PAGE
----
Understanding and promoting authorship in the middle school classroom

Cardinal Scholar

Show simple item record

dc.contributor.advisor Hanson, Linda K.
dc.contributor.author Valley, Linda M.
dc.date.accessioned 2011-08-18T13:21:45Z
dc.date.available 2011-08-19T05:30:13Z
dc.date.created 2011-07-23
dc.date.issued 2011-07-23
dc.identifier.uri http://cardinalscholar.bsu.edu/handle/123456789/195039
dc.description.abstract The current political state of education sends students, teachers, administrators and curriculum directors looking for a new fix to an old problem. This teacher inquiry poses a challenge to those who can implement and influence classroom instruction to rely on historically proven writing basics that ultimately will prepare students for the fury of testing and for the real world. The triangulated data from this research suggests that by practicing three writing basics of quantity, quality, and technology, students grew in their identity and understanding of authorship and its place on the paper and digital space, as authors and co-authors. This study confirms what other research has demonstrated that writing, and lots of it, is not only a key to better writing, but is the key to learning. Epistemologically, this stance purports that students learn through writing – that we grow in our understanding of ourselves and the world around us by using language. The second basic element of writing is genre study. Genre studies equip students to engage their writing voice to reach a particular situation or audience beyond the 5-paragraph essay to the myriad of writing genres life requires. Through the variety that genre studies opportune, students gain not only from a quantity of writing, but a quality of writing. Finally, technology is essential in the writing classroom. It is the responsibility of the writing instructor to teach students the value and importance of writing for the web, but also the different techniques and challenges it entails with co-authoring and editing, and the collaborative environment the digital space provides. en_US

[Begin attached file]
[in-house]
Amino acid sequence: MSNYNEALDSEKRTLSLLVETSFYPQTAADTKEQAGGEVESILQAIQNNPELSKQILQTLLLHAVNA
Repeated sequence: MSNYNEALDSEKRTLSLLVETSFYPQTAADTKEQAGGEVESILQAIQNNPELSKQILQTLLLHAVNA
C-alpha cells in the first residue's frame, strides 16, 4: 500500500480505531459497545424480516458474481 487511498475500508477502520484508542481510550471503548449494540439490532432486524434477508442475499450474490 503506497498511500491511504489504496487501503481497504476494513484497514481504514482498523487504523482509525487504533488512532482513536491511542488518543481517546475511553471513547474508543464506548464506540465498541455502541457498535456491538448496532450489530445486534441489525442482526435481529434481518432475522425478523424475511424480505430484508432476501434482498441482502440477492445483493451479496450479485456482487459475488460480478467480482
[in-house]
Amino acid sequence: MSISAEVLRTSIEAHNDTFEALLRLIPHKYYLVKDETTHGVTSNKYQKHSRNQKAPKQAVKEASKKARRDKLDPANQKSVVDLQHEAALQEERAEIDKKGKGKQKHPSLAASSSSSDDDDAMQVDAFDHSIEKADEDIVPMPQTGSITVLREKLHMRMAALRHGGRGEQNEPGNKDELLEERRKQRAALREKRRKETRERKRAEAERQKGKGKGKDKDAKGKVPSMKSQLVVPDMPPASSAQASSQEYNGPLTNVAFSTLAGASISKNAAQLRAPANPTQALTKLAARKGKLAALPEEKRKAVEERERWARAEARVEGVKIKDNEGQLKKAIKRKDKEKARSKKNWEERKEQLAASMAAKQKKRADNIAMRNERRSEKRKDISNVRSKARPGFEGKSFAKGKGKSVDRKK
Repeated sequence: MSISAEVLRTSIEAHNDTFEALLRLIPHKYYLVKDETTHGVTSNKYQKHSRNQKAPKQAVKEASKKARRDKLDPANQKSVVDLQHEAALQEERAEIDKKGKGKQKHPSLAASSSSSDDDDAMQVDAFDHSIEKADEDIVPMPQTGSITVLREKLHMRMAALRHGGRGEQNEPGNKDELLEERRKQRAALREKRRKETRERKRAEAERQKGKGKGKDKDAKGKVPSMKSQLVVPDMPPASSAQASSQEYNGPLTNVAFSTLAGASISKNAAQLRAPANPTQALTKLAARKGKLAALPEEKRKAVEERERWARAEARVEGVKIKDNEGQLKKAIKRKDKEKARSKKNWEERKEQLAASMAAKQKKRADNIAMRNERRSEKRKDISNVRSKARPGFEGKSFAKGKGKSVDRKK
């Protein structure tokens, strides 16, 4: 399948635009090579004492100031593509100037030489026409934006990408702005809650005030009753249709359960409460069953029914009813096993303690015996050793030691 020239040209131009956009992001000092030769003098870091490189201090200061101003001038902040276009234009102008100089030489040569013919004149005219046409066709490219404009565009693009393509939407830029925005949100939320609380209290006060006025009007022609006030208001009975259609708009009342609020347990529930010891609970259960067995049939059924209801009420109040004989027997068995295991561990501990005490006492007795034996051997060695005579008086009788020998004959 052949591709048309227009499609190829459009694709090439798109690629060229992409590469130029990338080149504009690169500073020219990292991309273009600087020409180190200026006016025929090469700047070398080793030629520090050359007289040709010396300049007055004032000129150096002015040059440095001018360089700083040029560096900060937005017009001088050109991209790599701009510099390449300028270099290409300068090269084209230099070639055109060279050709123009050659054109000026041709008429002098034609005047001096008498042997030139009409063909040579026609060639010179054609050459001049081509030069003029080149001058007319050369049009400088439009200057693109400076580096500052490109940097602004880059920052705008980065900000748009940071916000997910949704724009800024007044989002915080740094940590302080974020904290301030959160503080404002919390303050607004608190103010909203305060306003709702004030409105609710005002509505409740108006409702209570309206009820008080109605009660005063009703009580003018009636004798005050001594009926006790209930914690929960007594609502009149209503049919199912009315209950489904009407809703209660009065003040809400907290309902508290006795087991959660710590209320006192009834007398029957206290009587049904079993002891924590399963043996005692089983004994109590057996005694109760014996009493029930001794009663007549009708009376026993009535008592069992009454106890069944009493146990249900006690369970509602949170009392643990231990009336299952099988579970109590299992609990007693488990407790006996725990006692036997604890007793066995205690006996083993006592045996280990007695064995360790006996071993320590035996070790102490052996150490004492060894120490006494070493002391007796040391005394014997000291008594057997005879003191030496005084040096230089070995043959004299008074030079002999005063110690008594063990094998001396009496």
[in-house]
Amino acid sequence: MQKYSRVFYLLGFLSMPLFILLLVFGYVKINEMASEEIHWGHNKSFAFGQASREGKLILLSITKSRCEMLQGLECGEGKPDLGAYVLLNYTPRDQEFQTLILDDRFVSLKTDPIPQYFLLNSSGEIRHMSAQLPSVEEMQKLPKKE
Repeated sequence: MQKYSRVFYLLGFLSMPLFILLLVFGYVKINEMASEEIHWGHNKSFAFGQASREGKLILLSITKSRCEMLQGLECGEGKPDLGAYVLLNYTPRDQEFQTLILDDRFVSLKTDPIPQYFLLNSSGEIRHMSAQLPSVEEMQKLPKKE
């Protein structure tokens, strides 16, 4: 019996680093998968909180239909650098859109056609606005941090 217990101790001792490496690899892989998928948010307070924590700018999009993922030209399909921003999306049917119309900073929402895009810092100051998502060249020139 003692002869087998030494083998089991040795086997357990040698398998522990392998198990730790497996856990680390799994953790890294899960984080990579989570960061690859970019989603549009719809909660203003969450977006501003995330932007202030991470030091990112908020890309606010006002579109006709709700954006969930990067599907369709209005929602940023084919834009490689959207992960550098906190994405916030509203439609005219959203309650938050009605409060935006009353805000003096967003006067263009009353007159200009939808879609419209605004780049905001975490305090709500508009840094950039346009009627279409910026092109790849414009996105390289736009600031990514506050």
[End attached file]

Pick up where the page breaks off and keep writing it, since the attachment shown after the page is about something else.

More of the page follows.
dc.description.sponsorship Department of English
dc.subject.lcsh Authorship.
dc.subject.lcsh English language -- Composition and exercises -- Study and teaching (Middle school)
dc.title Understanding and promoting authorship in the middle school classroom en_US
dc.type Research paper (M.A.), 3 hrs.
dc.description.degree Thesis (M.A.) en_US
dc.date.liftdate 2011-08-19
dc.identifier.cardcat-url http://liblink.bsu.edu/catkey/1659824

Files in this item

This item appears in the following Collection(s)

  • Research Papers [5068]
    Research papers submitted to the Graduate School by Ball State University master's degree candidates in partial fulfillment of degree requirements.

Show simple item record

Search Cardinal Scholar


My Account